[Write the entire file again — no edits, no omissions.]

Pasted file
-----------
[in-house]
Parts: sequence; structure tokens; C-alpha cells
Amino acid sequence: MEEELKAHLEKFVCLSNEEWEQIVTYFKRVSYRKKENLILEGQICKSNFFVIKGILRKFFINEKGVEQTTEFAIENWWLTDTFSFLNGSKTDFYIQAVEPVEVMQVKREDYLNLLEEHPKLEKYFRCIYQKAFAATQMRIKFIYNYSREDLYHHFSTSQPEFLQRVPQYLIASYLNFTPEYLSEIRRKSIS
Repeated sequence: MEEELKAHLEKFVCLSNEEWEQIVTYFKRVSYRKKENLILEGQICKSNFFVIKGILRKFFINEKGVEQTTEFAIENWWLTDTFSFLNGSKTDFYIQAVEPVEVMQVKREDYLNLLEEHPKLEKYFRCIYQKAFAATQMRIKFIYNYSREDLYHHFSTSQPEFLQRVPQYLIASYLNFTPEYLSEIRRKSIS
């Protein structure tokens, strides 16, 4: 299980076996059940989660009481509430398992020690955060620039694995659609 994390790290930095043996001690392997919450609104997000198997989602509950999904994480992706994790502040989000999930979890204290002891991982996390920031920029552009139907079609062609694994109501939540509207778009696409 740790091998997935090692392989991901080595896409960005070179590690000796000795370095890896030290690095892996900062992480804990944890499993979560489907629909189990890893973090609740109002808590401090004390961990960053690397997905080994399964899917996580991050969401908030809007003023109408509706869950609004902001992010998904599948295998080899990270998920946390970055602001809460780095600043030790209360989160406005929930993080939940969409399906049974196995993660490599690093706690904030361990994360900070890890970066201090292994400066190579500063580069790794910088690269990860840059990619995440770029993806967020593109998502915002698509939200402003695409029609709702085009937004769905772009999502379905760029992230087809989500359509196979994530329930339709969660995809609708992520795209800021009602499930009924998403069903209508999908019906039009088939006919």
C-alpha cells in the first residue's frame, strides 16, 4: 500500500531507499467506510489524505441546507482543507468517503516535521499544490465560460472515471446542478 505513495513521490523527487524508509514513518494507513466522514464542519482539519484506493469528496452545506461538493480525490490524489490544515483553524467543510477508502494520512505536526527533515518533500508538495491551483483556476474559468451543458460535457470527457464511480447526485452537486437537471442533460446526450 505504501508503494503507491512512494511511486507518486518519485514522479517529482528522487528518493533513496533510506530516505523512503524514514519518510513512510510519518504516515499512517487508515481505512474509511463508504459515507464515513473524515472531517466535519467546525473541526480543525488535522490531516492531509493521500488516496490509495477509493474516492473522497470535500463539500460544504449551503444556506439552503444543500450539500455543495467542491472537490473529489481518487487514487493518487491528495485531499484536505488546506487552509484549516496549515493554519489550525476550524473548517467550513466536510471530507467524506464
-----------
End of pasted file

[in-house]
Parts: sequence; structure tokens; C-alpha cells
Amino acid sequence: MEEELKAHLEKFVCLSNEEWEQIVTYFKRVSYRKKENLILEGQICKSNFFVIKGILRKFFINEKGVEQTTEFAIENWWLTDTFSFLNGSKTDFYIQAVEPVEVMQVKREDYLNLLEEHPKLEKYFRCIYQKAFAATQMRIKFIYNYSREDLYHHFSTSQPEFLQRVPQYLIASYLNFTPEYLSEIRRKSIS
Repeated sequence: MEEELKAHLEKFVCLSNEEWEQIVTYFKRVSYRKKENLILEGQICKSNFFVIKGILRKFFINEKGVEQTTEFAIENWWLTDTFSFLNGSKTDFYIQAVEPVEVMQVKREDYLNLLEEHPKLEKYFRCIYQKAFAATQMRIKFIYNYSREDLYHHFSTSQPEFLQRVPQYLIASYLNFTPEYLSEIRRKSIS
């Protein structure tokens, strides 16, 4: 299980076996059940989660009481509430398992020690955060620039694995659609 994390790290930095043996001690392997919450609104997000198997989602509950999904994480992706994790502040989000999930979890204290002891991982996390920031920029552009139907079609062609694994109501939540509207778009696409 740790091998997935090692392989991901080595896409960005070179590690000796000795370095890896030290690095892996900062992480804990944890499993979560489907629909189990890893973090609740109002808590401090004390961990960053690397997905080994399964899917996580991050969401908030809007003023109408509706869950609004902001992010998904599948295998080899990270998920946390970055602001809460780095600043030790209360989160406005929930993080939940969409399906049974196995993660490599690093706690904030361990994360900070890890970066201090292994400066190579500063580069790794910088690269990860840059990619995440770029993806967020593109998502915002698509939200402003695409029609709702085009937004769905772009999502379905760029992230087809989500359509196979994530329930339709969660995809609708992520795209800021009602499930009924998403069903209508999908019906039009088939006919």
C-alpha cells in the first residue's frame, strides 16, 4: 500500500531507499467506510489524505441546507482543507468517503516535521499544490465560460472515471446542478 505513495513521490523527487524508509514513518494507513466522514464542519482539519484506493469528496452545506461538493480525490490524489490544515483553524467543510477508502494520512505536526527533515518533500508538495491551483483556476474559468451543458460535457470527457464511480447526485452537486437537471442533460446526450 505504501508503494503507491512512494511511486507518486518519485514522479517529482528522487528518493533513496533510506530516505523512503524514514519518510513512510510519518504516515499512517487508515481505512474509511463508504459515507464515513473524515472531517466535519467546525473541526480543525488535522490531516492531509493521500488516496490509495477509493474516492473522497470535500463539500460544504449551503444556506439552503444543500450539500455543495467542491472537490473529489481518487487514487493518487491528495485531499484536505488546506487552509484549516496549515493554519489550525476550524473548517467550513466536510471530507467524506464